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What is a Mortgage Valuation?

what-is-a-mortgage-valuation

What is a Mortgage Valuation?

When applying for a mortgage, the bank will carry out a mortgage valuation or ‘valuation survey’. Its purpose is to check whether the proposed property is worth what is being offered for it. A lender may also want to carry out a valuation if the property is being remortgaged. The mortgage valuation only affects the mortgage you can get. Its scope only provides information regarding the suitability of the property as a security for the loan. Nonetheless, it can still give a buyer insight into whether they are paying too much or too little for a property.

How are mortgage valuations made?

There are multiple methods a lender can use to calculate a mortgage valuation. Traditionally, it would involve the lender or a surveyor coming to the property in question to compile a short report. However, most often banks will opt to use online sales data in combination with a brief look at the exterior of the property and the area. The Royal Institute of Chartered Surveyors found out the method used depends on your lender’s appetite for risk in their investments. An example would be, if the house is built out of a non-standard material such as concrete then the lender might instruct a surveyor to visit the property. However, as the valuation proceeds, the lender will still use the surveyor’s professional opinion to decide what loans they can offer you for the property.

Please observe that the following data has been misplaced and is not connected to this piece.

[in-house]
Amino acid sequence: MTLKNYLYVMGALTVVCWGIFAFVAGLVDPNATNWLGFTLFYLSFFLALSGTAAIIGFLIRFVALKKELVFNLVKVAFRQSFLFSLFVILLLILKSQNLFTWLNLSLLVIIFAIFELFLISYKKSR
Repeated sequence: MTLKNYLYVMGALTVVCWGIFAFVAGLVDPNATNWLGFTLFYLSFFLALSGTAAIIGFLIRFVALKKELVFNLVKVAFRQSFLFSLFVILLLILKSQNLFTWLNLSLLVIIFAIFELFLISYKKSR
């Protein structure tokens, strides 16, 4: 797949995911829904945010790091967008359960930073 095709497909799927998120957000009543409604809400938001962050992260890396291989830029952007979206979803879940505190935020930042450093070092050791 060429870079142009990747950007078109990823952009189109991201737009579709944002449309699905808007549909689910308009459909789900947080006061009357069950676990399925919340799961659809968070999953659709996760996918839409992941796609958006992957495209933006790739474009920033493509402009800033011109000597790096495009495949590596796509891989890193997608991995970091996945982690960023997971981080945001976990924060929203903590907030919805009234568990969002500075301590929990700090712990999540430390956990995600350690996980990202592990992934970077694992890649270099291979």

What happens after the mortgage valuation?

Once the mortgage valuation report has been compiled, the surveyor will give their opinion on the value of the property in question. If that assessment matches or is in the same area as the sales price then the lender will usually offer the mortgage that was requested. If the value of the home is assessed to be less than the sale price then this can lead to the mortgage being ‘down-valued’. To avoid this it is advisable that a full property valuation is conducted as well as having a mortgage valuation for the property. 

What happens if the property is ‘down valued’?

If the mortgage you have requested is down-valued then the first thing you will want to do is contact your Estate Agent who may need to renegotiate the price of the property. If your mortgage valuation shows that a property is valued at less than the sale price then other lends will tend to agree. This means that it might be beneficial for the seller to agree to a lower price as it’s unlikely that other lenders will agree to the original price. You can also challenge a mortgage valuation, however, it is at the discretion of the mortgage lender. These reasons emphasise the need for a full property valuation on a property as they can help sellers avoid situations like this. 

We have recommended Mortgage Advisors on exclusive rates should you wish to discuss a mortgage valuation. If you are looking for a professional property valuation please contact us here. You can also get an instant free online valuation by clicking here.

Thomas Allen

thomas.allen@seraph.pm

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